just east of the pagoda, and yet now and again the bore swelled up to the wall as it sped along. The southern end, meeting an incline of sand which rises only nineteen feet in a mile and a half, trailed away in a line of very deliberate breakers, which ceased half a mile to the rear of the bore or where it had passed three minutes before.
A second smaller bore followed directly after the first in the form of a group of secondary rollers on top of the first body of water, and several hundred yards in the rear of the crest behind which for many tens of feet the rushing water was churned into foam by the turmoil. These secondary rollers leaped up from time to time as if struck by some unseen force and disappeared in heavy clouds of spray. These breakers on the top of the flood were sometimes twenty to thirty feet above the level of the river in front of the bore, while the conflict in progress on the river-bed itself was clearly evidenced by the quantities of mud, sand and even large gravel which were seen to be mingled with the surging waters.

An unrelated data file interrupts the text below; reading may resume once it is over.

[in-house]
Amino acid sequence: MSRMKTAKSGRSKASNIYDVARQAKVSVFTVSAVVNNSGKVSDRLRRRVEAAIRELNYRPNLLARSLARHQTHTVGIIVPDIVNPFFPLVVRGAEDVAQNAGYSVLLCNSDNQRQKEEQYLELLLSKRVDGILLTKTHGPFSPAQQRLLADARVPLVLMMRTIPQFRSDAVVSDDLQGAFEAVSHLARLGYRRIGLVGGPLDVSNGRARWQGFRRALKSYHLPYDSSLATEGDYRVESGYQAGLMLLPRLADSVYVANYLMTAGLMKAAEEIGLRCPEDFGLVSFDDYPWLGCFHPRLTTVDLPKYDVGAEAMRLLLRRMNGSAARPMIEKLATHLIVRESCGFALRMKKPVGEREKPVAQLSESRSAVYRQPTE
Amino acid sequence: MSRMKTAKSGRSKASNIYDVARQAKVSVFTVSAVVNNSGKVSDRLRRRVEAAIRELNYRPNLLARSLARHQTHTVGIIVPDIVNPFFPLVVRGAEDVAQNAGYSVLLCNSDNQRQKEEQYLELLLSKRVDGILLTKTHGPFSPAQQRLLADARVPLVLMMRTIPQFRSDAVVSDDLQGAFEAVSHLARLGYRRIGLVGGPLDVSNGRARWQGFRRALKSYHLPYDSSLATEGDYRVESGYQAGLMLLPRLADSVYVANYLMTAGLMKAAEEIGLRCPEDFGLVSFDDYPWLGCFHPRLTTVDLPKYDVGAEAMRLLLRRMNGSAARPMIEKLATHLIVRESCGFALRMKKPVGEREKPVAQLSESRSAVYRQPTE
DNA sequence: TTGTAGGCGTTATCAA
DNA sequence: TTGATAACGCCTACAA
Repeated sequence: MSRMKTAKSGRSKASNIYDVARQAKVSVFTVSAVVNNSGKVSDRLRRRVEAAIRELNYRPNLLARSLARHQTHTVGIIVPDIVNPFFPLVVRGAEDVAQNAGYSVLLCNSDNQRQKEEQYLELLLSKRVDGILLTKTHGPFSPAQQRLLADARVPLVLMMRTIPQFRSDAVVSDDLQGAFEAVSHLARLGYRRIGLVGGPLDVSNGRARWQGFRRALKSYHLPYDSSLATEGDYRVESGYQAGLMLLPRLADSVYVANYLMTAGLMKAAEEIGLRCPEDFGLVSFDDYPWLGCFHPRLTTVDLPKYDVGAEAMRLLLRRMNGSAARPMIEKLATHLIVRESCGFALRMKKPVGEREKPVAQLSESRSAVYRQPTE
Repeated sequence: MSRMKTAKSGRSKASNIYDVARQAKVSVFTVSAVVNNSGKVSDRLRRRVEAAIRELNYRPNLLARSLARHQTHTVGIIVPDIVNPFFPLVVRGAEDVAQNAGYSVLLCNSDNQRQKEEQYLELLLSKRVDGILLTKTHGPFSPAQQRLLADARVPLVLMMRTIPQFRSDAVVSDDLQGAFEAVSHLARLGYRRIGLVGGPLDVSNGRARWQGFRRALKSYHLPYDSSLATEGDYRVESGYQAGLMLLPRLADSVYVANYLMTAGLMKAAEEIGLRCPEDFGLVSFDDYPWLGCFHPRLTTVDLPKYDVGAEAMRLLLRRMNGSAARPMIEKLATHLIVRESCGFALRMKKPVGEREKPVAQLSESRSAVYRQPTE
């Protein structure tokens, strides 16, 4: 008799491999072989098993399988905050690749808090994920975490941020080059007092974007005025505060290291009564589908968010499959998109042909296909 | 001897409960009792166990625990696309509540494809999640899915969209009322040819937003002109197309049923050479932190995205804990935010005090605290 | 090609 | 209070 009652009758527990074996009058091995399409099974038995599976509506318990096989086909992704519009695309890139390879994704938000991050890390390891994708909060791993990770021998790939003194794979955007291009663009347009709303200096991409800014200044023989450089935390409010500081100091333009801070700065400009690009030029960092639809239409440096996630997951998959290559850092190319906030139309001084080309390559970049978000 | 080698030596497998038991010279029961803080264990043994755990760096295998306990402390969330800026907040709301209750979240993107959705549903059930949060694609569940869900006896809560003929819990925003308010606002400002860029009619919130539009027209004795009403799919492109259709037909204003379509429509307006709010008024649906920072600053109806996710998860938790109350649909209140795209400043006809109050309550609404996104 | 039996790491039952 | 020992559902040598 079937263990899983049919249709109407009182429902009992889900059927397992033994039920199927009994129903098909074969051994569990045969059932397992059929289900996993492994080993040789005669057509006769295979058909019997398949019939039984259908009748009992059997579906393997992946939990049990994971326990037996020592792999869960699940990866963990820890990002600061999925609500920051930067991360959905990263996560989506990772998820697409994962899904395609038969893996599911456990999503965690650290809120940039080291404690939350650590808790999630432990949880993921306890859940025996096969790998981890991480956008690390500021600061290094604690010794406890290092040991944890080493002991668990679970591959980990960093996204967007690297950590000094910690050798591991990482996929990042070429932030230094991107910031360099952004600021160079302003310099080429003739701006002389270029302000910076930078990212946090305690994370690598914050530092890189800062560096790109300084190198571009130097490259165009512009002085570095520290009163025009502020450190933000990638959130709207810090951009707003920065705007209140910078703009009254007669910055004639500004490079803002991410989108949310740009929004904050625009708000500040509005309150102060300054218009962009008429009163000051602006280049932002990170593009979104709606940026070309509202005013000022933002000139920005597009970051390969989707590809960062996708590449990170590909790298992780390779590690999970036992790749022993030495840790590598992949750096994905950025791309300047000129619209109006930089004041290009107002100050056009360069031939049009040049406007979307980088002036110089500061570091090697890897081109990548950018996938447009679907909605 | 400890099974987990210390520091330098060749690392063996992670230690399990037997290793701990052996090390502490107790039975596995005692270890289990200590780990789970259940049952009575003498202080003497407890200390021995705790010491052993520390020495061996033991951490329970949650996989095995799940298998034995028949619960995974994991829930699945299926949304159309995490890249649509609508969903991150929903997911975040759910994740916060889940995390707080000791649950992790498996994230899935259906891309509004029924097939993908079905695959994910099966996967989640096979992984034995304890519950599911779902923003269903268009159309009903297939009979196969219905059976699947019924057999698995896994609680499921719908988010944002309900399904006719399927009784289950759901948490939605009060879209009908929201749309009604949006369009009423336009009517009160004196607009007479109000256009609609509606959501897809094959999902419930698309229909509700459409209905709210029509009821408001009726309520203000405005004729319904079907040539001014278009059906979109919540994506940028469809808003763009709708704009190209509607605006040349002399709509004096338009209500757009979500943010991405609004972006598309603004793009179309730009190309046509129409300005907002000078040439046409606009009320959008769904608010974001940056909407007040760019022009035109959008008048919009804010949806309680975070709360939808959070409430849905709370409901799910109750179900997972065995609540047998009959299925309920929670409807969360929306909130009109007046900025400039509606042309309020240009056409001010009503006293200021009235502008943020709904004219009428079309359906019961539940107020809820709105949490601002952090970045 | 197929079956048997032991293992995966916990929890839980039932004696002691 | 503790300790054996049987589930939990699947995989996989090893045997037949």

The river filled up to the level of the bore soon after it had passed, but not evenly.
A quarter of an hour after the bore had passed Haining, the water had risen thirteen feet; after two hours it had risen eighteen feet; and a high-water mark of nineteen feet was attained at 4:45, or after three hours of flood tide. At this time the stream commenced to run out swiftly. At 6:45 p. m. mean level was reached and at 9:45 it was practically low water again, though the out-going stream continued